A Drink Worth Dying For

Let’s take a moment to talk about death. I know, you’ve probably heard enough on the subject, especially this year: since early March, we’ve been inundated with headlines and online posts tracking the impact of a deadly, contagious virus. Even when we shut off our phones and head out into the world, we put on face masks to protect one another, hoping we’ll hold onto what limited time we have on this planet. The realities of a worldwide pandemic are forcing us to face head-on what we usually keep at the back of our minds – death is real, and it is terrifying.

There’s no pandemic in Necrobarista, a visual novel from indie developer Route 59, but for the beleaguered employees at The Terminal, death is still a daily concern. As it turns out, the pathway to the afterlife runs along an unremarkable street in Melbourne, Australia, with a pleasant two-story café acting as one of the few landmarks along the way. Here, the dead can freely converse with the living until they decide it’s time to move on. That isn’t to say there aren’t limits – the deceased have 24 hours before some rather unpleasant symptoms kick in – but it’s still a convenient rest stop, a place to collect your thoughts before moving on for real, as long as you don’t get too preoccupied with what little time you have left.

For Maddy, the titular Necrobarista, time is just as much of a concern as it is for her deceased customers. As the newest owner of The Terminal, she’s pushing herself hard to keep the place running smoothly, in addition to acting as an unofficial guardian for Ashley, a caffeinated child-genius with a penchant for building knife-wielding robots. By taking over the café, she’s also burdened with staggering time debt (if the dead stay too long on your property, you’ll start owing hours to the powers that be), and the collectors won’t give her much breathing room. If that weren’t enough, she’s still eager to make good on her necromancy abilities, stealing away into the basement in the hopes of setting up a rather important ritual. She’s a sassy, goth young adult who does it all, but you can’t help but worry that she’s taken on too much at once.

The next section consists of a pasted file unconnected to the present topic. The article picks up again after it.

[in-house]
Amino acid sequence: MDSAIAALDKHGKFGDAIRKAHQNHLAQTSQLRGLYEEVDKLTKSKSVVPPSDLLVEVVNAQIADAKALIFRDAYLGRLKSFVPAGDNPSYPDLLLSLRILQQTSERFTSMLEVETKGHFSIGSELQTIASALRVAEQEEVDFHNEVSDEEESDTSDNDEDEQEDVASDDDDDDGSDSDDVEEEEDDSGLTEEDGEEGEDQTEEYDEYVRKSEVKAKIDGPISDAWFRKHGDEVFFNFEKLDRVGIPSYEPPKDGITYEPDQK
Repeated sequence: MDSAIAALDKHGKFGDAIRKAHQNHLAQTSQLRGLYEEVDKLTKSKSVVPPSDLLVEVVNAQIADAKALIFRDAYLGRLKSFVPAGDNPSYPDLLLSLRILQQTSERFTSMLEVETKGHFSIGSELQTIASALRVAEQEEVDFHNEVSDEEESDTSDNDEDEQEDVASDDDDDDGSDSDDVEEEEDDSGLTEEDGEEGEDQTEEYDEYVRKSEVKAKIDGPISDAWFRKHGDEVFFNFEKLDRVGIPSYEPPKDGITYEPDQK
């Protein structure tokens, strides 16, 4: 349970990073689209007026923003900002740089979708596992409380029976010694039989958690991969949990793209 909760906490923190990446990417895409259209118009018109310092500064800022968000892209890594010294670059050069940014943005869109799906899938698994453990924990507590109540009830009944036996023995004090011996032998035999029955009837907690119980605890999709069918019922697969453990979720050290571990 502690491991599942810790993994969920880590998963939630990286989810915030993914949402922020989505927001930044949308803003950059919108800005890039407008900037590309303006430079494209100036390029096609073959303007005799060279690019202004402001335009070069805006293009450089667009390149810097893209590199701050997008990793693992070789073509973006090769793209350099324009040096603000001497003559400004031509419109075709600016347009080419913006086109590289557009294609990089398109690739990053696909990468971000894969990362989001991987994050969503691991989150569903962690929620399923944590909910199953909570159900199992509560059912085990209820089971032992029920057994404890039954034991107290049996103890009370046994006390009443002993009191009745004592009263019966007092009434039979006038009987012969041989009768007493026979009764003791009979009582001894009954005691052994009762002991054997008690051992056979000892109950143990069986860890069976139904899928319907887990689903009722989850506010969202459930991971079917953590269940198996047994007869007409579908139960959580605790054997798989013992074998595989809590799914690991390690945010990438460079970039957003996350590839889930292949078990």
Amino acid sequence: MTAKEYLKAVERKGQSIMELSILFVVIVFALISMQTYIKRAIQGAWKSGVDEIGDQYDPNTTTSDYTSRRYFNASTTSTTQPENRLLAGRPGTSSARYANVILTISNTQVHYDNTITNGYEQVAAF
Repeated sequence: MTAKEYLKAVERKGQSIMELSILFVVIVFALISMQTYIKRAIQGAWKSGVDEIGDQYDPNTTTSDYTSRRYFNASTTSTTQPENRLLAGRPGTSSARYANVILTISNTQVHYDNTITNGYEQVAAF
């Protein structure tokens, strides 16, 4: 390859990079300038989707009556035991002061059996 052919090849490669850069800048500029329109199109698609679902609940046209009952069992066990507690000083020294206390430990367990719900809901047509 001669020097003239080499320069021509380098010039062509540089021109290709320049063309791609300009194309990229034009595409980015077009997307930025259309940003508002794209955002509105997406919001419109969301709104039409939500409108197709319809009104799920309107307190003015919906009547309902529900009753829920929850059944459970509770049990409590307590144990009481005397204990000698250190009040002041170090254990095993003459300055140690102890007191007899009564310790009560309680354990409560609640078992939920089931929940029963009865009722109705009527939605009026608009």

The game itself is a relatively straightforward visual novel, following the lives of The Terminal’s employees and visitors as they tackle the topic of death in their own way. The story is presented in a novel way: rather than giving us a handful of sprites for each character, Necrobarista is a fully 3D game, with the models and camera shifting in each screen. Watching the cast soundlessly cut between different stances feels jarring at first, but the style grew on me before long. It helps that each character is rendered beautifully, with an anime-inspired art style that allows for a wide range of expressions.

It also presented with some of the boldest pacing that I’ve ever seen in a visual novel. In any given scene, Route 59 isn’t afraid to open with a goof about homicidal robots and suddenly interrupt it with Ashley despairing over her lack of self-worth. In anyone else’s hands, it’s easy to see how these tonal shifts would feel jarring, but they’re so well-written and fit with who these people are. Even Ned Kelly, Australia’s infamous outlaw-turned-pushy afterlife debt collector who sips drinks through a curly straw, is given a staggering amount of pathos in a short span of time. With only 4+ hours of runway, this game’s writing gave its characters more love than I’ve seen others manage with 20.

When it comes to death, Necrobarista doesn’t have concrete answers. As it turns out, even the people who work with it for a living are scared: after all, who wouldn’t be at least a little bit afraid of the unknown? Like Maddy’s coffee shop, the game acts as a place to rest, listening to others sound out their thoughts on death as you scrutinize your own, before moving on with your life. And during this period of time, where death is seemingly all around us, it was exactly what I needed.

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